This is written from the perspective of a European Patent Attorney.
1. An antibody will normally be defined with reference to its specificity. The specification should provide as much detail as possible for further limiting the specificity, for example to exclude cross-reacting antibodies that bind to related proteins. One possible way of doing this is to provide basis for specifying that the antibody does not bind proteins with less than a given percentage homology to the protein the antibody has been raised to.
2. It is often difficult to get claims at the EPO which simply refer to the antibody being specific for a particular protein. Therefore as much information as possible should be given for the region or epitope which the antibody binds.
3. Examiners will often raise inventive step objections against claims to antibodies, and therefore it is desirable to give as many advantages of the antibody as possible, and preferably also unexpected properties. Thought may be given to including date in the specification comparing the antibody properties to prior art antibodies.
4. This is an area where the EPO and USPTO are becoming stricter, particularly in how the antibody is defined. Therefore including the sequence of the CDR’s will reduce the risk of objections against how the antibody is defined, though in theory this should not be needed. Any form of structure-function analysis should also be provided.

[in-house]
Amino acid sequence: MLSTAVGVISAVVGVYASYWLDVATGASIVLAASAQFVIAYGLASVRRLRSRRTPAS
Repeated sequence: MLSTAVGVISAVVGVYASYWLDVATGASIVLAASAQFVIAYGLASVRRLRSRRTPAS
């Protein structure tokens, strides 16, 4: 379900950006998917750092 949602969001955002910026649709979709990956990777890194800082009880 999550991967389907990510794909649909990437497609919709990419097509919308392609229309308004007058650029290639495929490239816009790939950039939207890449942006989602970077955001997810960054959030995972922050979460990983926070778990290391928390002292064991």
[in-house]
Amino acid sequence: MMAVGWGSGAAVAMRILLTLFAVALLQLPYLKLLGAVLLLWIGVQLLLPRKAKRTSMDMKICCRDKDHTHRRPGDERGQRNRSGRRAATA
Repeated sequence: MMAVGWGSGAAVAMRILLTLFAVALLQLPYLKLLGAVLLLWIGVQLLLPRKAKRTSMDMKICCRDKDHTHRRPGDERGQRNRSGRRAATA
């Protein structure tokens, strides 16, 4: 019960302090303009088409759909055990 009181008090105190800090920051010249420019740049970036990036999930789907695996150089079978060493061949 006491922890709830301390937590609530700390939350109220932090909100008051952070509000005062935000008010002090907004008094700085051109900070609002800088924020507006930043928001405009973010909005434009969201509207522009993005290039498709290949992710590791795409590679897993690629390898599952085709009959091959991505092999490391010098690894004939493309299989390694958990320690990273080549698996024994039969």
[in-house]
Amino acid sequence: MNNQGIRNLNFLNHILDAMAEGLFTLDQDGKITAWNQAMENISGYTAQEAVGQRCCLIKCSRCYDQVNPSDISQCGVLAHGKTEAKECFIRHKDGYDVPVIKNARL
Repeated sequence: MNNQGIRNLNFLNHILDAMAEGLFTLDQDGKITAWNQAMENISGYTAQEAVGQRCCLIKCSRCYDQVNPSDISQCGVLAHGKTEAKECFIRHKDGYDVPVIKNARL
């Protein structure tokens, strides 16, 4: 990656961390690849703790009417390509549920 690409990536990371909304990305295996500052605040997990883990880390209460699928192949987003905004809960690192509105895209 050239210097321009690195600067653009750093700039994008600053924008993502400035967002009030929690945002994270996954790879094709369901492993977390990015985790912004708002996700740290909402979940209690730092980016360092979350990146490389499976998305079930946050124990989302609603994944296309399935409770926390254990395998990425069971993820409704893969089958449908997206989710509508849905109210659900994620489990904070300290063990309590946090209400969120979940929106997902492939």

5. Antibodies can be defined with reference to a hybridoma deposit. However thought should be given as to how variants of the antibody made by the hybridoma can be defined. There is a possibility the Examiner will require the claims to be restricted to the specific antibody made by the hybridoma.
6. If the antibody is defined by having a particular activity, for example blocking binding to a particular receptor, then the specification should provide an assay that can be used to screen for the activity. There is a risk the Examiner will consider it an undue burden to make antibodies with the required activity, and so the specification needs to be drafted with this in mind.
7. In general Examiners will want the claims restricted to specific antibodies and therefore thought should be given when drafting to the breadth of claims that are desirable. If broad claims are important to obtain, then data supporting broad claims will be needed.
8. In general where a novel protein is claimed an antibody specific for the protein can be claimed.
9. Where an antibody is claimed then all functional fragments and derivatives should also be claimed. The terms ‘monoclonal’ and ‘isolated’ should be included as features which could be used to limit the antibody claim. Thought should be given to other standard features that could be used to define the antibody, such as its class, species (e.g. camel or shark) and whether it is humanised.
10. For therapeutic antibodies thought may need to be given to claiming the composition that will be administered. This could include a nucleic acid which expresses the antibody in vivo, rather than the antibody itself. Clearly thought needs to be given to claiming such nuclei acids per se.